But in derivation terms - with dx and dy also shown as 'legs' of a right triangle:

Where we treat ds as the differential of arc length.

ds

^{2}= dx

^{2}+ dy

^{2}

Or: ds =

**Ö**(dx

^{2}+ dy

^{2}) = dx

**Ö**[ 1 + (dy/dx)

^{2}]

This can then be integrated (between appropriate limits, say x1 and x2) to give the total length of a curve.. Thence the arc length is given by:

where the function f(x) defines the curve for which the arc length is evaluated between the points x1 and x2. Consider then finding the arc length between x1 = 0 and x2 = 8 for the parabola section below:

For which we have: f(x) = [(x)]

^{½}

Then evaluating the integral as shown, one obtains: s = 8.732

A more difficult problem involves a polar curve, i.e. a curve in polar coordinates such as:

This curve has the function: r(q) = q - sin (q)

**q = -p**and

**q = p**.

The relevant integral for the arc length for this example is:

Performing the integration one then obtains: L = 8.764

Which interested and energized readers are invited to check!

**Parametric Representations:**

In advanced treatments of curvature including
determining the curvature of a complex curve, parametric representations are the norm. This usually entails taking the tangent T to the curve at a point. From this the curvature k of the arc can also be computed. For example, one can give the parametric representation of a specific
type of curve using:

x
= 6 sin 2 t, y = 6 cos 2 t, z = 5t

For
which the tangent to the curve at a point is given by:

**T**= d

**R**/ ds =

**i**(dx/ds) +

**j**(dy/ds) +

**k**(dz/ds)

=

**i**(dx/dt) (dt/ds) +

**j**(dy/dt)(dt/ds) +

**k**(dz/dt) (dt/ds)

Then:

dx/dt= 12 cost 2t, dy/dt = -12 sin 2t, dz/dt = 5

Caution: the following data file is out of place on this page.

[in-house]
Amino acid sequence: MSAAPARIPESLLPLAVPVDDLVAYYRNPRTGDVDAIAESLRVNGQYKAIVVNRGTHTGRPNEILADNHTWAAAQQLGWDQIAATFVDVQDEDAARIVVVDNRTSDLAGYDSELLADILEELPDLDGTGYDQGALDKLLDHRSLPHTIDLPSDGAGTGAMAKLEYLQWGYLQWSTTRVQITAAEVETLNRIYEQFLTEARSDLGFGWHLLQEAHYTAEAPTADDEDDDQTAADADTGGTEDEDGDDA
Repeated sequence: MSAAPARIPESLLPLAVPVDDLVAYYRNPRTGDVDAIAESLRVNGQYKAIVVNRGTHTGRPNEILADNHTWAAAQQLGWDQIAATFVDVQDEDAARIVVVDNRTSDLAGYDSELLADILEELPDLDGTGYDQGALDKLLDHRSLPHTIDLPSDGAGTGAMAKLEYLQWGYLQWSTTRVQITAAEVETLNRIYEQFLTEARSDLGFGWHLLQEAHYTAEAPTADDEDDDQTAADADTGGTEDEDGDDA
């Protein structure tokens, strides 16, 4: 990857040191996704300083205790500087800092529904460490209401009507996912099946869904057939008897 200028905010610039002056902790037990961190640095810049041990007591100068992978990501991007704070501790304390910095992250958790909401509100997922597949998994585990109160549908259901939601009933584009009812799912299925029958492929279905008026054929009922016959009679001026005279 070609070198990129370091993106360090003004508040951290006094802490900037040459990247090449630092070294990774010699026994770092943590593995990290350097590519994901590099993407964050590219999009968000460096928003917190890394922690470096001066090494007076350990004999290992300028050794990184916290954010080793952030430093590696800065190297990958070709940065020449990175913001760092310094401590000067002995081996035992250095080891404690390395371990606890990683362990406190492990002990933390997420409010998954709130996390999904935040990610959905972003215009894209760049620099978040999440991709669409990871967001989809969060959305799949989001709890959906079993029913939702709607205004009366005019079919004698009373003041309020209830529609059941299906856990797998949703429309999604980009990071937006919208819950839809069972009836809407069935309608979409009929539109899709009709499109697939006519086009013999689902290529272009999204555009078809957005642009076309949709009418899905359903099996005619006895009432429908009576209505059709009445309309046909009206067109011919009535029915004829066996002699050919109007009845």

Therefore, the tangent unit vector is:

**|**

**T**

**|**

**=**1 = (dt/ds)

^{2}[(12 cost 2t)

^{2}+ (-12 sin 2t)

^{2}+ 5

^{2}]

**|**

**T**

**|**

**=**1 = (dt/ds)

^{2}[(144 + 25)] = (dt/ds)

^{2}(169)

**So that:**(dt/ds)

^{ }= 1/ 13

And:

**T**= 1/ 13 [12 cost 2t)**i**+ (-12 sin 2t)**j**+ 5**k**] dt/ds
The

*curvature*can then be obtained from: k =**|****d****T/**ds**|**
Thus,
any curve can be given by a parametric representation: u1 = u1(t)
and u2= u2(t)

For
such a curve, consider now the distance between two infinitely near points on
the surface, i.e. the distance or interval ds between two specified points.

**Example problem**:
A
curve is given in spherical coordinates x

^{i}by:
x

^{1}= t, x^{2 }= arcsin 1/t, x^{3}= (t2 – 1)^{1/2}^{}

Compute
the length of the arc between t = 1 and t = 2

Solution:

(ds/ dt)

^{2}= (dx^{1}/ dt)^{ 2}+ (x^{1 })^{ 2}(dx^{2}/ dt)^{ 2}+ (x^{1 }sin x^{ 2})^{2}(dx^{3}/ dt)^{ 2}
And:

(dx

^{1}/ dt)^{ 2}= 1
(dx

^{2}/ dt)^{ 2}= [ -1/ t^{2 }/ Ö {1 – ( 1/ t^{2 })} = 1/ t^{2 }(t^{2 }- 1)
(dx

^{3}/ dt)^{ 2}= 2t/ Ö2(t^{2 }- 1) = t^{2 }/ (t^{2 }- 1)
Whence:

(ds/ dt)

^{2}=
1 + t

^{2 }· 1/ t^{2 }(t^{2 }- 1) + (t · 1/ t^{ }**)**^{ 2 }· t^{2 }/ (t^{2 }- 1)
= 2 t

^{2 }/ (t^{2 }- 1)
Then the length of the curve is:

L = ò

_{1 }^{2}^{ }Ö2 t/ (t^{2 }- 1)^{1/2}^{ }dt = Ö2(t^{2 }- 1) ]_{1}^{2 }**= Ö6**^{ }*Problem for Math Mavens*:

For the parametric example with:

**T**= 1/ 13 [12 cost 2t)

**i**+ (-12 sin 2t)

**j**+ 5

**k**] dt/ds,

Find the

__curvature__and the length of the curve from t = 0 to t = p.
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